Sunday, January 7, 2018

HOT TOPIC: Emotional and Social Development

My kids recently taught me how to download and use Bitmoji. 
Bitmoji is designed for you to create a virtual version of yourself that you can use to share a reaction (emotion) and to empathize with others during virtual communications, like text messages or email. I’ve been experimenting with it and like that it bridges the use of text (word only) formats and enhances communication. For example, in situations where I would usually add a smiley or sad face emoji, there is now an opportunity for more sophisticated interaction using words, facial expression, and body language together. This allows for a higher-order level of emotional literacy and a novel pathway to grow in and express our social competence. Emotional and social development matters, according to researchers (Jones, Greenberg, & Crowley, 2015), beginning as early as kindergarten! It’s also quite a bit of fun!

Why focus on Emotional and Social Development?

Emotional Literacy Impact
Children who can identify and express their emotions are better able to manage strong emotions. Therefore, they often have better relationships with children in their classroom and have better social skills. These are important competencies in school.
Emotion Regulation Impact
When children regulate emotions, they can work in collaborative groups, play with other students, and engage in behaviors such as asking questions, offering ideas to a group, and investigating an idea that supports academic success and positive relationships. Learning to regulate one’s emotions involves learning skills over time that are essential for doing well in school and in relationships.

Did you know? 
Emotional and social development in kindergarten has a lasting impact for our students. According to a 20-year study (Jones, Greenberg, & Crowley, 2015) conducted in Durham, Nashville, Seattle and central Pennsylvania, teacher-rated social competence was a significant indicator of both positive and negative future outcomes for children.

A few highlights from the study by Jones and colleagues, 2015:
For every one-point increase on the 5-point scale in a child’s social competence score in kindergarten, he/she was:
Twice as likely to attain a college degree in early adulthood;
54% more likely to earn a high school diploma; and
46% more likely to have a full-time job at the age of 25.

For every one-point decrease in a child’s social competence score in kindergarten, he/she had:
67% higher chance of having been arrested by early adulthood;
82% higher rate of recent marijuana usage; and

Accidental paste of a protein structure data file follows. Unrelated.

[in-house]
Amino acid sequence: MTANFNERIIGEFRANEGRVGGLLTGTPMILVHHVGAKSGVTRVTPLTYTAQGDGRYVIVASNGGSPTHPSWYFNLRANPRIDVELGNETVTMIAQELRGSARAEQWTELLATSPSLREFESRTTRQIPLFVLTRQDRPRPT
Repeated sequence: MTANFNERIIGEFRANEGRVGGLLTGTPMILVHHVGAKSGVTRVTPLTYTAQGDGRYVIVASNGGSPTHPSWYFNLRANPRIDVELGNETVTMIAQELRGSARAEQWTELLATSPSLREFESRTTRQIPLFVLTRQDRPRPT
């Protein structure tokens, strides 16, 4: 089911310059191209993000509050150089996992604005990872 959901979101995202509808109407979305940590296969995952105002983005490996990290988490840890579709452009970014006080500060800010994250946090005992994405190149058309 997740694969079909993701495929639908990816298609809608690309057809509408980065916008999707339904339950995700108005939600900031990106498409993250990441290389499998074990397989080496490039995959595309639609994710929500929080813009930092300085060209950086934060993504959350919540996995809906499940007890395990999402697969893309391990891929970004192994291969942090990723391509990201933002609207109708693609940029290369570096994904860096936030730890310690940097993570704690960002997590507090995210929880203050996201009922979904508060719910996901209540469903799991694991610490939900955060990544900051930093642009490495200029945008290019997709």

82% higher chance of being in or on a waiting list for public housing.

Three things to try in your classroom now!

 A Safe Place
Create a safe place in your classroom.
Notice that the teacher has activities and rules posted in this safe place.
Children will need opportunities to practice learning how to use a safe place. Teachers model and demonstrate how to use a safe place as an effective strategy for regulating emotions and supporting the development of social competence.

Calm Down Tools
A great example of a calm down tool is a calm down bottle. It can be homemade by adding glitter glue, warm water, and regular glitter to a bottle with a leak-proof lid. Then, students can use the calm down bottle as a hands-on strategy for regulating emotions by shaking up the bottle and watching the glitter settle to the bottom.
Children will require practice to learn to use a tool like this, and teachers can model and demonstrate in-the-moment and over time to promote successful use. To see a YouTube demonstration about how to make a calm down bottle, see the YouTube link provided.

Breathing or Counting Strategies
A simple way to help students regulate emotions is to teach them to count slowly to five and/or
take deep breaths. They will need practice to use this strategy when they are faced with a need to regulate their emotions. Teachers can model in-the-moment and scaffold the use of these strategies in an ongoing way. It is helpful to provide prompts as you demonstrate, “Let’s count like we’re in slow motion together” or “Let’s take a big breath together.”

Additional resources from the NCDPI Office of Early Learning:
Emotional Literacy Quick Guide
Emotion Regulation Quick Guide

Jones, D. E., Greenberg, M., & Crowley, M. (2015). Early social-emotional functioning and public health: The relationship between kindergarten social competence and future wellness. American Journal of Public Health, 105(11), p 283-290. Retrieved November 17, 2017:

Join the #NCAEEchat on Thursday, January 11th from 8:00-9:00 on Twitter as we discuss Emotional and Social Development. 

About the Author:
Dr. Cindy Dewey serves on the Board of Directors for NCAEE as the NCDPI At-Large Director. At NCDPI, Cindy serves as an education consultant in the Office of Early Learning on the K-3 Formative Assessment Team. Cindy’s teaching experiences span several states and include elementary, middle, high school, and university levels. This is Cindy’s fifth year serving NCAEE.

This is the second blog post on this topic by Dr. Dewey, click here for the first blog: